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The D-series of Docklands local routes has been substantially reduced compared with its peak in the 1990s, largely in consequence of the full opening of the Docklands Light Railway and Jubilee Line. That explains the rather "gappy" numbering of the routes. The route which reaches farthest from the Isle of Dogs is the D6 to Hackney, which feels as if it ought to be double deck (it has been in the past).
Go-Ahead made major gains in tendering from 17 September 2011, picking up three of the four D routes which were previously operated by First Capital. Appropriately they are operated by the Docklands Buses unit – they are actually the first routes operated by this company to serve the original Docklands, thereby ending an anomaly that had existed for quite a few years! This leaves just the D3 with a different operator out of the D routes, run by Stagecoach London.
The D6 is thus now operated by Enviro200Darts, these being to the 10.8m length, hitherto relatively uncommon in London, but which should be seen more over the next few years as TfL tries to increase capacity without having to spend much more money. SE105 was seen in Mile End of 20 September 2011. Note the allover red livery, these being amongst the first buses delivered to Go-Ahead in this condition, the company having held out until the last possible moment with its relief colours.
|Photo © RNAM200 (Robert Mighton).|
The D6 is the former southern leg of route 106, having replaced that route between Bethnal Green and Poplar in 1989, with an onward extension into the Isle of Dogs. Initially the D6 only ran on Mondays to Saturdays, the 106 retaining its old routeing as far as Poplar on Sundays to cover, but otherwise being diverted at Bethnal Green to Mile End Gate.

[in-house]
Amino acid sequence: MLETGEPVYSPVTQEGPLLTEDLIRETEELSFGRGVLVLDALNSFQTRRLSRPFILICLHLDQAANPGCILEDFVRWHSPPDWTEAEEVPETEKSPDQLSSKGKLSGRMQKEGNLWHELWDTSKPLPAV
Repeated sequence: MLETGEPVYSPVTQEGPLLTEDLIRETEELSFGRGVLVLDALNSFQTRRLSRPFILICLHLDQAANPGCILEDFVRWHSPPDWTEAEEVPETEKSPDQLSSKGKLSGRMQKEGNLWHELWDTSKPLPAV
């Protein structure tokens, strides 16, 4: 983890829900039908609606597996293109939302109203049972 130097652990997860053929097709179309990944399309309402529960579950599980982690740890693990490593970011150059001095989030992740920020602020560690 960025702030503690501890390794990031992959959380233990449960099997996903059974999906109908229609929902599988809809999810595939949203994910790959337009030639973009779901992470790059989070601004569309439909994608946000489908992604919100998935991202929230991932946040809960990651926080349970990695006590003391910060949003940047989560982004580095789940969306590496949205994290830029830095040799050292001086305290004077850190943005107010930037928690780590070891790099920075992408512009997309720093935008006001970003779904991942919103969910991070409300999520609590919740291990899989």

The D6 routeing has not been altered since then. However, in late 1991 or early 1992 the route was won on contract by Capital Citybus, and the 106 and D6 routeings were standardised with the D6 introduced on Sundays, albeit only between Hackney and Poplar. A motley collection of double deckers was introduced with the route seeing quite a variety of different vehicle types over the next eight years — not an uncommon occurrence with that particular company.
A steadily higher proportion of the allocation became Dennis Arrows, first with four (413-416) acquired from dealer stock, then with further examples (from the 401-412) batch transferred from the ELX East London Line replacement service when that ceased. The route was one of the first batch moved into Capital Citybus’s new base in Hackney, Waterden Road, near Stagecoach East London’s existing base. Hackney has expanded considerably since then, proving quite a useful base for the operation of many routes.
When the D6 contract was renewed in 1999, it became subject to the then popular fad of converting it to smaller buses on a higher frequency. At least the variety – potentially confusing to passengers – was cleared as low floor Darts with Marshall bodies swept all double deckers away. Ironically an earlier victim of the same fad was the 106 in 1996, which has since reverted to double deck operation!
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